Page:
Thursday, March 10, 2011

Car or Bus?

My dehydration-illness had vanished in the night, and I approached my morning dose of bread and coffee with enthusiasm, then typed away for several hours in the part of the lobby that the hotel wi-fi reached.

I was working on a new invoice-and-pay system for the job I'd just left. I had been the check signer, and there wasn't anyone else to do it, so I had spent a lot of time gathering up info and sorting out a digital system. It was working out well but taking a lot of time as I made various screw-ups along the way of instituting the new set-up.

Fortunately, I had nothing else to do in Dakhla, which is a dusty Saharan town seemingly at the end of the world. My only real mission was finding onward transport. Not so long ago, tourists were required to travel by military convoy to the border of Mauritania, then recently it was done by private hire, and now, rumor had it that you could just catch a daily CTM bus.

After carefully copying down the French I needed from Google Translate, I walked to the CTM office in early afternoon to inquire about this rumor.

Yes, there is a daily CTM bus from Dakhla to the border. It leaves at 9 a.m. It had been running every day for about two or three months now. It's 160 dirham.

"Does the bus go past the border?"

"No, only to the border."

"How do we get across No Man's Land?" I'd read that there were at least two kilometers of nothing in between the border post.

"Grand taxi."

Ah, share taxis waited at the border. That seemed reasonable.

Delighted with this tidbit of information, I walked over to the Hotel Sahara to check on the private transport rates. All the guidebooks listed Hotel Sahara (which is a budget hotel, not the place I was staying) as the place to get a lift to Mauritania.

Hesitantly, I climbed the steps to the budget lodge. The place was full of men, several of them soldiers. I would have been uncomfortable staying there.

I approached the man at reception, who told me his name and said that a ride to Mauritania was 300 dirhams. He suggested I come back at 7, and said he'd check on a driver. I considered a moment, then decided not to pretend I didn't know about the new bus option.

"But what is the advantage of the car over the CTM bus?"

He didn't miss a beat.

"You don't know that driver. What will happen if something goes wrong? Me, I know this driver of the car. So you can trust him."

I considered the absurdity of this for a minute, since I didn't know the guy at the desk of the Hotel Sahara in the slightest. So his vouching for the driver was certainly not anymore helpful than him not vouching for the driver.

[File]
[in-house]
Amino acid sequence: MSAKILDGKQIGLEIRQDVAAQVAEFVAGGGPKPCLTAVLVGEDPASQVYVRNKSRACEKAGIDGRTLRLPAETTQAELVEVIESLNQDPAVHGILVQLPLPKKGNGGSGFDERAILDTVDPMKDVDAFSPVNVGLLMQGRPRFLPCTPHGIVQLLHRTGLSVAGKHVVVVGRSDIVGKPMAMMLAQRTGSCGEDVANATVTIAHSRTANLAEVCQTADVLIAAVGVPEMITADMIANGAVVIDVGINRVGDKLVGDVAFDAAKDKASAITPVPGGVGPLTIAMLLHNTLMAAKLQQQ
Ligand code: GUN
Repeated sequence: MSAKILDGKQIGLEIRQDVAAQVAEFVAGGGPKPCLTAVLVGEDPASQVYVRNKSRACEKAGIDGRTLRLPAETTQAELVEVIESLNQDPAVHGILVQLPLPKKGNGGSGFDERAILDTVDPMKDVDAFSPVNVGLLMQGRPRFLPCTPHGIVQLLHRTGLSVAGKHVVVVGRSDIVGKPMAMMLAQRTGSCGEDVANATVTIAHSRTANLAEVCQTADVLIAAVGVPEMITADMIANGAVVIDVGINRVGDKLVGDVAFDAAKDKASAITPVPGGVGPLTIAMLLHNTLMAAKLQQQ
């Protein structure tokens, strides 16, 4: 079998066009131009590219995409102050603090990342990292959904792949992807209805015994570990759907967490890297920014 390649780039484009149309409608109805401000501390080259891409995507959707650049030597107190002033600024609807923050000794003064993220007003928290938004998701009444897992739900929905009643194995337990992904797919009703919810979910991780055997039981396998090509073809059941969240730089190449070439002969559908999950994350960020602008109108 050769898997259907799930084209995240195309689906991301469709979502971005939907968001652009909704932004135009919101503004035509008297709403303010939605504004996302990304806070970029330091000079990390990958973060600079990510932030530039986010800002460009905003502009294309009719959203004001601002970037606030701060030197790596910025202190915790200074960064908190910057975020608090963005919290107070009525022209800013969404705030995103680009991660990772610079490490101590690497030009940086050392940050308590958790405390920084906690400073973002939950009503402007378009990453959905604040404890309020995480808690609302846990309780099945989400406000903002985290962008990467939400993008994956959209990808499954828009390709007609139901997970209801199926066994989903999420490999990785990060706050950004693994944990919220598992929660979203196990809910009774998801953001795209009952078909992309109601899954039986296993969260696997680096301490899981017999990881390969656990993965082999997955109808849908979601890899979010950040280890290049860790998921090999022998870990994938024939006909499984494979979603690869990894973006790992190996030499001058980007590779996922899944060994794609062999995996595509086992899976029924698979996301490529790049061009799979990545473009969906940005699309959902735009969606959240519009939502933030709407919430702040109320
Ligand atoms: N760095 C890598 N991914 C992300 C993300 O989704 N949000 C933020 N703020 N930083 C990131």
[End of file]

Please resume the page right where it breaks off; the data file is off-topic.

"But what if I wait until 7, the driver doesn't go tomorrow, and then the bus is sold out?"

"Are you in a hurry? Why leave tomorrow?"


"Okay, I will check at 7."

I walked slowly back to the Regency. I ran into the German-speaking Moroccan guy, who fervently extolled the virtues of CTM in German.

"CTM hat zwei drivers. One sleeps and one drives. Und CTM hat die..." He made a circular motion on an air-dashboard. "Tachy..."

I nodded. I didn't know the word in English or German, but it was that paper thing that goes in the speedometer to confirm that the driver never speeds. I didn't ask if it was better to go slow. Sometimes you just want a driver to hurry up and get the trip over with.

What to do? The bus is cheap and reliable. The driver...will he even go? What is the advantage of a driver? I knew better than to assume it was comfort. We were leaving the tourist-comfy zone, and this meant cars in all states of disrepair, with overloaded roof racks, and far too many people shoved in together. The bus had the advantage of definitely going and of me having a reasonably comfortable seat.

But crossing a border with a bus meant a really long border crossing. That's a lot of people all converging on the passport-stamp guy at once.

I decided not to decide. I'd got at 7 to Hotel Sahara and see what there was to see.

At 7, a tall man in a blue gallibya, his head wrapped in a giant black cloth so you could only see his eyes, sat in Hotel Sahara.

"This is Bamba, the driver," said the reception man. Or maybe it was Bomba.

I couldn't tell anything about Bamba given that he was swaddled completely. All I could tell was that he was wearing reading glasses.

"He told me it is 350, but I told him 300, see, I make this deal for you."

Yeah, yeah, I thought. The driver didn't look all that fussed about it. I doubted he'd said 350.

"Are there seatbelts?" I asked.

The driver affected a shocked expression.

"Of course."

"What time do we leave?"

"7:30. In front of Hotel Sahara."

Okay, sure. Why not.

Still, I had reservations. I remembered waiting for hours for the private transport in Ethiopia once, then finally giving up, catching a truck, and that's the one that was overloaded and turned over in the middle of the night.

The bus probably is a better bet, I thought.

But I was committed now.

And in the morning, when I finished packing, I realized my passport was missing.

I frantically patted all the spots I thought it might be. I thought back to the last time I'd seen it. At the police checkpoint into town.

"What is your job? What kind of editor? Really? What is the name of your comic book?"

I'd put it back into the passport pouch. How could it be gone when all the money was still there? Why hadn't the thief stolen the money?

Well, that put a damper on today's plans. I got ready to walk over to Hotel Sahara to tell the driver I wasn't going.

Then I laughed. Reception. My hotel receptionist had taken my passport when I'd checked in. I'd never gotten it back.

I collected my passport and walked to the meeting point. On to Mauritania!

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